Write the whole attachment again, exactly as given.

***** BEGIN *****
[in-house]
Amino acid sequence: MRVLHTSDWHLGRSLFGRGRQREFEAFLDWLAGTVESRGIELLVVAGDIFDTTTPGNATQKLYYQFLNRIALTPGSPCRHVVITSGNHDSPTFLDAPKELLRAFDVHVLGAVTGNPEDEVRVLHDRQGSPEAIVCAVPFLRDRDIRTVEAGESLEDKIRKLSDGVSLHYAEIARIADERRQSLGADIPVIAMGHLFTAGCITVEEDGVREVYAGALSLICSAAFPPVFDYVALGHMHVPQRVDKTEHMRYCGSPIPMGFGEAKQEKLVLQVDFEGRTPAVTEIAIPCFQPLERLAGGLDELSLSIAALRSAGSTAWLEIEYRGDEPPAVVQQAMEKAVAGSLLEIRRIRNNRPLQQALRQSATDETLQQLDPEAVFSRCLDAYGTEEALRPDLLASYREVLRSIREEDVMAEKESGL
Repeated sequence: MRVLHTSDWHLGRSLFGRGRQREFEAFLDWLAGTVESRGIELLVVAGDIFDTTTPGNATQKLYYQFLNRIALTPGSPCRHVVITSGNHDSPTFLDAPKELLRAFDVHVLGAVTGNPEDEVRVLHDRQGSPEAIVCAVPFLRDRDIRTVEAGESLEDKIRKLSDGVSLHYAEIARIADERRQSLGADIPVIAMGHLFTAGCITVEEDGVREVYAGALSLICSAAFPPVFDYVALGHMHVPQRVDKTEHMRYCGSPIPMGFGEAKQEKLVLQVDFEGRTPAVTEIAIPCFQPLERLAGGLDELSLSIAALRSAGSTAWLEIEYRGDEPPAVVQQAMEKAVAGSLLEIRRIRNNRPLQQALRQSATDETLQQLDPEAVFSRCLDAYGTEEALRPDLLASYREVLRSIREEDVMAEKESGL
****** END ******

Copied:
[in-house]
Amino acid sequence: MRVLHTSDWHLGRSLFGRGRQREFEAFLDWLAGTVESRGIELLVVAGDIFDTTTPGNATQKLYYQFLNRIALTPGSPCRHVVITSGNHDSPTFLDAPKELLRAFDVHVLGAVTGNPEDEVRVLHDRQGSPEAIVCAVPFLRDRDIRTVEAGESLEDKIRKLSDGVSLHYAEIARIADERRQSLGADIPVIAMGHLFTAGCITVEEDGVREVYAGALSLICSAAFPPVFDYVALGHMHVPQRVDKTEHMRYCGSPIPMGFGEAKQEKLVLQVDFEGRTPAVTEIAIPCFQPLERLAGGLDELSLSIAALRSAGSTAWLEIEYRGDEPPAVVQQAMEKAVAGSLLEIRRIRNNRPLQQALRQSATDETLQQLDPEAVFSRCLDAYGTEEALRPDLLASYREVLRSIREEDVMAEKESGL
Repeated sequence: MRVLHTSDWHLGRSLFGRGRQREFEAFLDWLAGTVESRGIELLVVAGDIFDTTTPGNATQKLYYQFLNRIALTPGSPCRHVVITSGNHDSPTFLDAPKELLRAFDVHVLGAVTGNPEDEVRVLHDRQGSPEAIVCAVPFLRDRDIRTVEAGESLEDKIRKLSDGVSLHYAEIARIADERRQSLGADIPVIAMGHLFTAGCITVEEDGVREVYAGALSLICSAAFPPVFDYVALGHMHVPQRVDKTEHMRYCGSPIPMGFGEAKQEKLVLQVDFEGRTPAVTEIAIPCFQPLERLAGGLDELSLSIAALRSAGSTAWLEIEYRGDEPPAVVQQAMEKAVAGSLLEIRRIRNNRPLQQALRQSATDETLQQLDPEAVFSRCLDAYGTEEALRPDLLASYREVLRSIREEDVMAEKESGL